More scrutiny of appraisals as revalidation is tightened
GPs will have their appraisal evidence scrutinised by a panel of doctors and lay people to test whether it is suitable for revalidation under further plans to tighten the process.
If the panel finds gaps in the appraisal file, GPs will be asked to submit further evidence before they can be revalidated and could have their case referred to the GMC.
The plans being finalised by a working group made up of the GMC, RCGP, GPC and Department of Health are aimed at shoring up public support for revalidation and ensuring it is free of bias.
The change would come in advance of a Shipman Inquiry report due this summer which is expected to express concerns over the link between appraisal and revalidation.
Dr Krishna Korlipara, GMC member of the working group and a GP in Bolton, said having more people consider evidence would inspire more confidence in revalidation.
Original proposals were for PCO clinical governance leads to examine the evidence and sign a declaration confirming it was sufficient.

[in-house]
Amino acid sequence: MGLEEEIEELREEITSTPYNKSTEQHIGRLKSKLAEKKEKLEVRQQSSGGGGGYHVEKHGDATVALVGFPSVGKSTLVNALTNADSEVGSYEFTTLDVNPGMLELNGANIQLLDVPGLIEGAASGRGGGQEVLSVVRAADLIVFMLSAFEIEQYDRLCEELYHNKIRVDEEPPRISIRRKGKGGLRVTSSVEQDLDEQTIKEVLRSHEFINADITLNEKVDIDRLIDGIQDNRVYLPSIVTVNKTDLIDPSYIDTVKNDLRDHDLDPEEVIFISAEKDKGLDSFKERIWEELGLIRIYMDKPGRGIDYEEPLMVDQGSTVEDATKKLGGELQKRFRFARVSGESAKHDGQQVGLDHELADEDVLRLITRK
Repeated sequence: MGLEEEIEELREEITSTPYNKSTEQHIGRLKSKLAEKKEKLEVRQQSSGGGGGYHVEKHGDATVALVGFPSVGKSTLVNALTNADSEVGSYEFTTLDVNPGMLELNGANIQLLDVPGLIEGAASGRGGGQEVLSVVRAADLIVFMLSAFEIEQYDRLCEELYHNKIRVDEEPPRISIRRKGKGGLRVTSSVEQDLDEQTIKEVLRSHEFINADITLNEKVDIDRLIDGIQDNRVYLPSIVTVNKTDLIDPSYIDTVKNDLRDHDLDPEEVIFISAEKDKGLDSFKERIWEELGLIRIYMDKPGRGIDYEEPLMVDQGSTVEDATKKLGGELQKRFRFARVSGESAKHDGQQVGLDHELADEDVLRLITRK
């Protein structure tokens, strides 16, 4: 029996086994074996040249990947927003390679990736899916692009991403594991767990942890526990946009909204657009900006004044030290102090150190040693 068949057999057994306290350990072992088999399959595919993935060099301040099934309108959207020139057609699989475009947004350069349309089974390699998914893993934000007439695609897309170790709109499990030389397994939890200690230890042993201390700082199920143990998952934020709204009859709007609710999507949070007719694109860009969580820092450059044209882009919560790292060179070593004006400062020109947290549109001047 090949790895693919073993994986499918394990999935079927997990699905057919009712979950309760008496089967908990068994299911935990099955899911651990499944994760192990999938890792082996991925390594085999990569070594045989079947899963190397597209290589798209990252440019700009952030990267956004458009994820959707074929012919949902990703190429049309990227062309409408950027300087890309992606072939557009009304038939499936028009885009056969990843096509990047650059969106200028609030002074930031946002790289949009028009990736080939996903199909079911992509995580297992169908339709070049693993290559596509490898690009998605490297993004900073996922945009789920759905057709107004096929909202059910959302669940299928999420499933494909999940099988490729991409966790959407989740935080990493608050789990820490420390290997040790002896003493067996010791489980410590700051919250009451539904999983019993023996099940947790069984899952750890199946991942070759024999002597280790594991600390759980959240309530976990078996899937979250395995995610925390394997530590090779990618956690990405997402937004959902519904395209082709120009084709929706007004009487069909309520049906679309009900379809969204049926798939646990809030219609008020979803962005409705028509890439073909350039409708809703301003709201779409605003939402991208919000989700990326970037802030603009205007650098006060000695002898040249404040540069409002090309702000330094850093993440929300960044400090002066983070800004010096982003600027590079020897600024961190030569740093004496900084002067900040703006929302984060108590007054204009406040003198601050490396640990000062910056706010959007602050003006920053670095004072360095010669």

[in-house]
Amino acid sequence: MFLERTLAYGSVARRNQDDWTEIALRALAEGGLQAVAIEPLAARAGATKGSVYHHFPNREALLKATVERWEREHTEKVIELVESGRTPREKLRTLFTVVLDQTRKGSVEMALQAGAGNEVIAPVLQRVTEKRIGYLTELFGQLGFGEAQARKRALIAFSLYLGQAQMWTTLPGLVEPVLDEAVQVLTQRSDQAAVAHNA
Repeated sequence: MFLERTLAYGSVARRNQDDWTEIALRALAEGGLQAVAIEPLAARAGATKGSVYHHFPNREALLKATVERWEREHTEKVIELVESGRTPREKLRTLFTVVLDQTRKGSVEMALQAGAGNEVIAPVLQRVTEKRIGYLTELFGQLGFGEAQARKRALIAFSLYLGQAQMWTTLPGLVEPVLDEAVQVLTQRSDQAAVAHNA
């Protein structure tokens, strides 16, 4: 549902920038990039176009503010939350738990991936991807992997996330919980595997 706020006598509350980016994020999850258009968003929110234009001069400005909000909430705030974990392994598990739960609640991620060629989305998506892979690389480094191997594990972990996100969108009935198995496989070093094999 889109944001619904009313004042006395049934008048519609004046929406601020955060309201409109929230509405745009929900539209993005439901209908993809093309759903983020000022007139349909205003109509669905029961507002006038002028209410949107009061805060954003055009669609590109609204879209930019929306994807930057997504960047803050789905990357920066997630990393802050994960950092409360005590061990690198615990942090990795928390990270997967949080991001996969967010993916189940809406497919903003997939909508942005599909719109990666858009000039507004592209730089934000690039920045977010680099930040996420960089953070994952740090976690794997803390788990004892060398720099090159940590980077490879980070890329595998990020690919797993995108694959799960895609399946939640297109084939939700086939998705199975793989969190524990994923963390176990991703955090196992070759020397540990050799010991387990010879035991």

Dr Korlipara said panels were also less likely to be seen as biased against a particular doctor.
He added: 'A reliance on clinical governance may not provide sufficient transparency and may be subject to the opinion of one person who may or may not be a doctor.'
Local panels are likely to be made up of a clinical governance lead, a lay member and another doctor from the same specialty.
GPC chair Dr John Chis-holm said the changes would make revalidation more robust but added work was still needed on who would sit on the panels.
He said: 'Our concern all along has been that the process should be robust.'
By Ian Cameron